As we were milling outside the gate to Malacañang Palace after a busy morning running after secretaries following another Cabinet meeting, the president’s vehicle drove past us to take him to a private engagement somewhere in the city. The veteran reporter beside me suddenly expressed, “Oh, he has a different license plate.”

Apparently, rather than the usual “1,” Fidel Valdez Ramos preferred “RFV 318,” his initials in reverse and his birth date, 18 March.

And that was not all that was unusual about the late president Ramos. He was also the most approachable of presidents. Although he had topnotch security around him — and you wouldn’t expect less from a man who was former Armed Forces chief of staff — it was not difficult to come close to him when the opportunity presented itself. We had a weekly press conference, televised live on the government network, when we could ask him a couple of questions. After that, when he was not in a hurry to another meeting or engagement, which was rare since he was such a workaholic, he would allow us to come to him for an extended chat. His security would be milling around and among us, but you wouldn’t notice the intrusion. Maybe it’s because for half of the reporters covering the beat, these were the same men FVR had with him in the AFP and Defense department. Truth is, I was only at the Palace for two years, and I swear I saw him almost everyday. That is something most reporters who have been assigned to Malacañang can claim of their president.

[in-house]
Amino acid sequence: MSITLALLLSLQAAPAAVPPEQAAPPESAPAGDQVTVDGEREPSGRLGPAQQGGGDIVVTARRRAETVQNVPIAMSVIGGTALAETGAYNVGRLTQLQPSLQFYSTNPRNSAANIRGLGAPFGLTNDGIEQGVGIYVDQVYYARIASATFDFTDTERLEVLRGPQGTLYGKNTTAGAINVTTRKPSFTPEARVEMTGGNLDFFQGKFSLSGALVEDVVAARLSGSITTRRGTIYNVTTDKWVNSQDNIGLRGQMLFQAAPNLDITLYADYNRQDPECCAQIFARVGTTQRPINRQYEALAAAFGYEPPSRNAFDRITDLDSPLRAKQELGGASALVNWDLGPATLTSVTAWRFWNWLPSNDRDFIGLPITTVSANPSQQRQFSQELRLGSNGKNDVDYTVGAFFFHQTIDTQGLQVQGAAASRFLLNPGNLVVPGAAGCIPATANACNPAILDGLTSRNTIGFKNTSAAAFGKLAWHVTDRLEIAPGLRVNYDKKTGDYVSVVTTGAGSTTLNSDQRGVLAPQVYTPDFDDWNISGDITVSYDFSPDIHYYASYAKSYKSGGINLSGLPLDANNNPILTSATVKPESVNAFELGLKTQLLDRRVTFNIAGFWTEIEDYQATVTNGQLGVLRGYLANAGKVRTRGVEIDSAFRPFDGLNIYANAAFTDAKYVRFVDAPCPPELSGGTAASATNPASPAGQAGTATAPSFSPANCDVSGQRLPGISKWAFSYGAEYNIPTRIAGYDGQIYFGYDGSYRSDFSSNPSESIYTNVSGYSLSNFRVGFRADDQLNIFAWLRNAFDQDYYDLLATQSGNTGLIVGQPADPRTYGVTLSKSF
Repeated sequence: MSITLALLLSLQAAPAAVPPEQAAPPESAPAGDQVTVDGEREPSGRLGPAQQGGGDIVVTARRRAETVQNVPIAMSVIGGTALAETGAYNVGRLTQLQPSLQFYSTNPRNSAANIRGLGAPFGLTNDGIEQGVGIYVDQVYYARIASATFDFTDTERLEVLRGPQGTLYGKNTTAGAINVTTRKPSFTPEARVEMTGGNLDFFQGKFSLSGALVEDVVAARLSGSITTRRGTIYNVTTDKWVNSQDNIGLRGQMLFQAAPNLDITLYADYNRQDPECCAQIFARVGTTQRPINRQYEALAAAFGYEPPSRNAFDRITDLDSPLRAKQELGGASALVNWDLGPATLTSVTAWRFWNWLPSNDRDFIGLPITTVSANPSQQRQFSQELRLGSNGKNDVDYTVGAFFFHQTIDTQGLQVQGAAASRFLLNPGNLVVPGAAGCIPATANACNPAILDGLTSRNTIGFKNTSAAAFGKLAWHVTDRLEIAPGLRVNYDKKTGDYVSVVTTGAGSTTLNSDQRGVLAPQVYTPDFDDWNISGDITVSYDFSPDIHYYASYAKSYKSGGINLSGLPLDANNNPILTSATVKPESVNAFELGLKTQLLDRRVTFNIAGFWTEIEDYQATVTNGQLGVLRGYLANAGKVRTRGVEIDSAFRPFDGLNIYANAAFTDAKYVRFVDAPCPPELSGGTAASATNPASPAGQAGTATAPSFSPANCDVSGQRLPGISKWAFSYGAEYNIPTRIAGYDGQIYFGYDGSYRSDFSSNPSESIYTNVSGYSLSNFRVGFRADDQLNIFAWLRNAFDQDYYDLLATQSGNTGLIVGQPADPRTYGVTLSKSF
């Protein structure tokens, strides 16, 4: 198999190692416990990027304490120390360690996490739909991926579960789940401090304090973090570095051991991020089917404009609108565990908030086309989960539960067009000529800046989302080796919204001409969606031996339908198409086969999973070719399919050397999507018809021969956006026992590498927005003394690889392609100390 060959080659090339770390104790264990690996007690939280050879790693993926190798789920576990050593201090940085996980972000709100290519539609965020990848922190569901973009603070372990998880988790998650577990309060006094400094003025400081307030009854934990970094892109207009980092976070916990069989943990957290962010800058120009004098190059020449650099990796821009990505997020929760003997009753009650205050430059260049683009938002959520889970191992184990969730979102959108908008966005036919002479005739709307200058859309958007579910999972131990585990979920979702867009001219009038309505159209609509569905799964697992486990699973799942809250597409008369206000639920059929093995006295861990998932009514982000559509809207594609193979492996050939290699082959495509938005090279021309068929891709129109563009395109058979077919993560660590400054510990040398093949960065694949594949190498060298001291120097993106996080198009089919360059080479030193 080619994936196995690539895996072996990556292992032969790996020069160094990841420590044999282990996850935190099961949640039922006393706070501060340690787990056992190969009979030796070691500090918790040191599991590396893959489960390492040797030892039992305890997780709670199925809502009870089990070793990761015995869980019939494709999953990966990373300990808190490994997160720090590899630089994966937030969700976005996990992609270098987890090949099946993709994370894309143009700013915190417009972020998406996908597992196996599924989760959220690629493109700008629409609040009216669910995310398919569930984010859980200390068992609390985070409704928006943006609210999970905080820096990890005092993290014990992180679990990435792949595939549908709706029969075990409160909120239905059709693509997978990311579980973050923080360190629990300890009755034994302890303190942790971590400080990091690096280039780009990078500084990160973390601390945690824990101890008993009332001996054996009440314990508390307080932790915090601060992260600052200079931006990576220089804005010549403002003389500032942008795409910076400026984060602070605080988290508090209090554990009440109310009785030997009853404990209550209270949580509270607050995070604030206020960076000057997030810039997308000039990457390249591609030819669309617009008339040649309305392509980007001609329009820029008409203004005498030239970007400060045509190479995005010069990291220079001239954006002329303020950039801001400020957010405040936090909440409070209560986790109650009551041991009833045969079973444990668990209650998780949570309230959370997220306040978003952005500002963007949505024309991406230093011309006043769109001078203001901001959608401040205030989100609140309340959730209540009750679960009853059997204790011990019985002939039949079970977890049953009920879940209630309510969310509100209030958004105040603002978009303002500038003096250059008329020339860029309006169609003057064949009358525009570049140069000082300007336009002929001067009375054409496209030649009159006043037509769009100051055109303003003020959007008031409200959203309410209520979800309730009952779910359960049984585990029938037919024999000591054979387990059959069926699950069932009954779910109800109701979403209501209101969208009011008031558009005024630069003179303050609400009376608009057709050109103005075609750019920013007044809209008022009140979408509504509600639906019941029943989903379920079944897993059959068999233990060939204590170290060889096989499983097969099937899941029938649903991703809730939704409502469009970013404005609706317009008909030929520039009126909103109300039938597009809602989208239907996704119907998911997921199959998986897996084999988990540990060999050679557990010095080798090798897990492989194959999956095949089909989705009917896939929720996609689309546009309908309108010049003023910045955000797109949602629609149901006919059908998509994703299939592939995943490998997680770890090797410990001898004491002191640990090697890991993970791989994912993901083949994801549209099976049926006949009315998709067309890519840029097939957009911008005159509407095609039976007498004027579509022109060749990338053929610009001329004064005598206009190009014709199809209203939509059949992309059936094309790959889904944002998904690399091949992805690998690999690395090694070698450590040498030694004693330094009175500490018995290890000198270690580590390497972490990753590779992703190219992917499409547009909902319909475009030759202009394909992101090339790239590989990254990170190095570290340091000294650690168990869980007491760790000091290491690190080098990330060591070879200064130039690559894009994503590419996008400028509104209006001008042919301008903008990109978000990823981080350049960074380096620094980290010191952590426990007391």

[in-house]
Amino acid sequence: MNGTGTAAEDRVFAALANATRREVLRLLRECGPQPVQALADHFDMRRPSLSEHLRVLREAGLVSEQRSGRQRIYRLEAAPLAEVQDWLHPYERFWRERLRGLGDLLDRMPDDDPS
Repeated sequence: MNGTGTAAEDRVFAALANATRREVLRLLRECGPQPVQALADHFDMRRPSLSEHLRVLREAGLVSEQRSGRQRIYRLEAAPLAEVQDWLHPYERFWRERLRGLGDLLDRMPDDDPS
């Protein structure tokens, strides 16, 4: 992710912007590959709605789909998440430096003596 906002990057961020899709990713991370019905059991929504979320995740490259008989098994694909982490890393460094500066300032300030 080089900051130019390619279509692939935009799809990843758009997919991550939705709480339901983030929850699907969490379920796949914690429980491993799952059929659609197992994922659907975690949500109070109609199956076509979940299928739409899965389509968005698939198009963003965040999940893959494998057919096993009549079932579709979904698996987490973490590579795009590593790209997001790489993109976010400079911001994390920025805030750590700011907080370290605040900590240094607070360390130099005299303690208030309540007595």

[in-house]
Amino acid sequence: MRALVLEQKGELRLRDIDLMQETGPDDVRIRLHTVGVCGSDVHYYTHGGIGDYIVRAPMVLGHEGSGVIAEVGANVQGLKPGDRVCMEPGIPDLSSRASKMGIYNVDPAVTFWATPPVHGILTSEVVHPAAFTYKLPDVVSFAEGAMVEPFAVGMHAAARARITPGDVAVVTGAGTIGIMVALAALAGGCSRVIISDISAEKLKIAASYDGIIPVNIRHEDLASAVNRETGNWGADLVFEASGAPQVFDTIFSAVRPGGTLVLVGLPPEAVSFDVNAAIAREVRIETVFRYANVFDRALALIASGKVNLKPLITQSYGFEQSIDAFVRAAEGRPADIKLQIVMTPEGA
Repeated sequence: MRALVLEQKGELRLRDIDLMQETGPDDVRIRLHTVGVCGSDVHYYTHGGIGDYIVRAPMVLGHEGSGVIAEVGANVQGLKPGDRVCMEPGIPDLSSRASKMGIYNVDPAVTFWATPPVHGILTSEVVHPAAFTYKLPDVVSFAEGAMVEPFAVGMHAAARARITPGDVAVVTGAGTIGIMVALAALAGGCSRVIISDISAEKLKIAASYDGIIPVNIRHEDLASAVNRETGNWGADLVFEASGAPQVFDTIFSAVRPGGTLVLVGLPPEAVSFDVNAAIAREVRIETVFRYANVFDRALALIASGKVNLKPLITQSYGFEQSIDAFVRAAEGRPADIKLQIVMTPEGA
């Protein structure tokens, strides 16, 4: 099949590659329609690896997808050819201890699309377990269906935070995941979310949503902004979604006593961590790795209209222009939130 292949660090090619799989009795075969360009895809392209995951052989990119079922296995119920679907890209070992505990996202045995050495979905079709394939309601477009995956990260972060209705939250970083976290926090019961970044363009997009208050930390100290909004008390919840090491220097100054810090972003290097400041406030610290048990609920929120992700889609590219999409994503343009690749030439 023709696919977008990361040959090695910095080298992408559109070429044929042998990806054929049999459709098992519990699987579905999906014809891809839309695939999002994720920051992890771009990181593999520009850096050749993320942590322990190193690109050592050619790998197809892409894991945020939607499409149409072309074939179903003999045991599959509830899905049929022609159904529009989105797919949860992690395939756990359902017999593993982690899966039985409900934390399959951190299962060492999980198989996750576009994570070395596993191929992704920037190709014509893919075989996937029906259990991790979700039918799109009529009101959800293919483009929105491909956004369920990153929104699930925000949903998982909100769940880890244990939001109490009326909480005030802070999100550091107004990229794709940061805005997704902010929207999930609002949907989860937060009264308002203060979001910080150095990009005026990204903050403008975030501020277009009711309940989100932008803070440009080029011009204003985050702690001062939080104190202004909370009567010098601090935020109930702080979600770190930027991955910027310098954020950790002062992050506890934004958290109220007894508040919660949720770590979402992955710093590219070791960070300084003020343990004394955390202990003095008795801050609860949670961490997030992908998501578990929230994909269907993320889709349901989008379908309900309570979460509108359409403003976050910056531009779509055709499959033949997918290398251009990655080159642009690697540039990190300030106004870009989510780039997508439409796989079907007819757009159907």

Talking about workaholic, we rarely needed to leave Arlegui to cover president Ramos, because he brought all the engagements to the Palace. You want him to speak at your company’s founding anniversary, at the awarding rites of your foundation, you booked Heroes Hall and one of Malacañang’s preferred caterers and FVR would definitely be your guest of honor. I wasn’t surprised at the amount of souvenir photos that flooded my newsfeed immediately after his death last 31 July. It seems everyone had a photo with him to just about any kind of event.

Workaholic FVR also gave me the chance to travel extensively around the country. “Mula Aparri hanggang Jolo”? Nope, more like “mula Batanes hanggang Tawi-Tawi.” Every Saturday of the week, we would be at Kalayaan Hall in Villamor Airbase at such ungodly hours to board an Air Force Fokker jet to accompany the president to one of his provincial jaunts. Davao City was a four-hour flight, so that meant leaving Metro Manila at 3 a.m. It was standard that we would be at Villamor at 4 a.m. to get to our destination by 7 a.m., often just minutes before the president’s jet landed.

The only problem was Villamor was closed to the public until 5 a.m. Taxis weren’t allowed inside until that time. So most of the time, I would be walking from the gate to Kalayaan Hall, a 20-minute trek through a poorly lit road, unless if you were lucky and managed to hitch a ride from either a Malacañang staff or another reporter in a company car. I walked that road even in the rain, armed only with a jacket and an umbrella.

Eventually I would wise up. Like an experienced traveler, I would skip destinations I’d already been to, or where the itinerary was basic, where nothing earthshaking was expected to happen, but with FVR, something was still bound to happen. I tell you there were so many surprise events at those trips that were not on the itinerary that it was wiser to just join each and every trip.

All the reporters who had a chance to trail FVR have a wealth of stories to tell. And so do I. With such an outgoing man who wanted to be in touch with every Filipino, it wasn’t surprising that he was literally all over the country. And so were we.

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